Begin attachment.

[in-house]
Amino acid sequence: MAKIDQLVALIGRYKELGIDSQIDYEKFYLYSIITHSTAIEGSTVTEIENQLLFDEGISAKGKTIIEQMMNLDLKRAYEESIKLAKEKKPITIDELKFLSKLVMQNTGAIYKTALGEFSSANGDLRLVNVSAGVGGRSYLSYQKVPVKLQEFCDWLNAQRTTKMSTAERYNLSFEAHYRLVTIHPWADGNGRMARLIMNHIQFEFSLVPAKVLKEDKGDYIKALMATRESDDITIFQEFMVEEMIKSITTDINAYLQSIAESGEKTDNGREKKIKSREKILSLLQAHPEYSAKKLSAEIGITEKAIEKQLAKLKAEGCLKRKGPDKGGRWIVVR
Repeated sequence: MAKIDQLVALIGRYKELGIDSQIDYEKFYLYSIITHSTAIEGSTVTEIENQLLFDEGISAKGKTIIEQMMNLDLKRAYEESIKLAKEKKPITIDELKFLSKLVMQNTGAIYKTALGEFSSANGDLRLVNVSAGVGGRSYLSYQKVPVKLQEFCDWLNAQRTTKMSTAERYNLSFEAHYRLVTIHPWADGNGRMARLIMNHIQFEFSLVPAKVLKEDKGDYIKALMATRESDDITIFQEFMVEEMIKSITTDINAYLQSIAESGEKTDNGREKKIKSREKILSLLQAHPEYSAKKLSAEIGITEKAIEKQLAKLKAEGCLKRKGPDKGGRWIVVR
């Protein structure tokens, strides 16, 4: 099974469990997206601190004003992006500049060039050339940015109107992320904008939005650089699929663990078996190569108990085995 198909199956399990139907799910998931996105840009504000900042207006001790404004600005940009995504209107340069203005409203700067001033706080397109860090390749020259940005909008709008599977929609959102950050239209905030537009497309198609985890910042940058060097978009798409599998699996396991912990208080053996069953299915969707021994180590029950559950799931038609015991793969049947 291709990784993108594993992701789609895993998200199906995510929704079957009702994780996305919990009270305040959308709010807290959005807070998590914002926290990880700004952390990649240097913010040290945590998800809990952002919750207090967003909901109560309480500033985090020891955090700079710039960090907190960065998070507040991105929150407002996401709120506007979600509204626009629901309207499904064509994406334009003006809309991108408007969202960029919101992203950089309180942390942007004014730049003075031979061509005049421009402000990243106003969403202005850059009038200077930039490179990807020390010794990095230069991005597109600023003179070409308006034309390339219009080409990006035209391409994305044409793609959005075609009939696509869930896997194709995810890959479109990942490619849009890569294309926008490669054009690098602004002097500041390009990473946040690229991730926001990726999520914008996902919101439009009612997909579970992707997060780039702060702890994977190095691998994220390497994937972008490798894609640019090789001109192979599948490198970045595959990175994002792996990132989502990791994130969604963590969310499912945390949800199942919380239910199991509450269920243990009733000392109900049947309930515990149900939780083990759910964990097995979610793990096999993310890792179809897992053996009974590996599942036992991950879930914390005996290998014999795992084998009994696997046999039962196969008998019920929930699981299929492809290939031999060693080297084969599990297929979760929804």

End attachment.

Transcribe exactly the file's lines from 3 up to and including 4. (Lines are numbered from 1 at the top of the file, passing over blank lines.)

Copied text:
Repeated sequence: MAKIDQLVALIGRYKELGIDSQIDYEKFYLYSIITHSTAIEGSTVTEIENQLLFDEGISAKGKTIIEQMMNLDLKRAYEESIKLAKEKKPITIDELKFLSKLVMQNTGAIYKTALGEFSSANGDLRLVNVSAGVGGRSYLSYQKVPVKLQEFCDWLNAQRTTKMSTAERYNLSFEAHYRLVTIHPWADGNGRMARLIMNHIQFEFSLVPAKVLKEDKGDYIKALMATRESDDITIFQEFMVEEMIKSITTDINAYLQSIAESGEKTDNGREKKIKSREKILSLLQAHPEYSAKKLSAEIGITEKAIEKQLAKLKAEGCLKRKGPDKGGRWIVVR
């Protein structure tokens, strides 16, 4: 099974469990997206601190004003992006500049060039050339940015109107992320904008939005650089699929663990078996190569108990085995 198909199956399990139907799910998931996105840009504000900042207006001790404004600005940009995504209107340069203005409203700067001033706080397109860090390749020259940005909008709008599977929609959102950050239209905030537009497309198609985890910042940058060097978009798409599998699996396991912990208080053996069953299915969707021994180590029950559950799931038609015991793969049947 291709990784993108594993992701789609895993998200199906995510929704079957009702994780996305919990009270305040959308709010807290959005807070998590914002926290990880700004952390990649240097913010040290945590998800809990952002919750207090967003909901109560309480500033985090020891955090700079710039960090907190960065998070507040991105929150407002996401709120506007979600509204626009629901309207499904064509994406334009003006809309991108408007969202960029919101992203950089309180942390942007004014730049003075031979061509005049421009402000990243106003969403202005850059009038200077930039490179990807020390010794990095230069991005597109600023003179070409308006034309390339219009080409990006035209391409994305044409793609959005075609009939696509869930896997194709995810890959479109990942490619849009890569294309926008490669054009690098602004002097500041390009990473946040690229991730926001990726999520914008996902919101439009009612997909579970992707997060780039702060702890994977190095691998994220390497994937972008490798894609640019090789001109192979599948490198970045595959990175994002792996990132989502990791994130969604963590969310499912945390949800199942919380239910199991509450269920243990009733000392109900049947309930515990149900939780083990759910964990097995979610793990096999993310890792179809897992053996009974590996599942036992991950879930914390005996290998014999795992084998009994696997046999039962196969008998019920929930699981299929492809290939031999060693080297084969599990297929979760929804």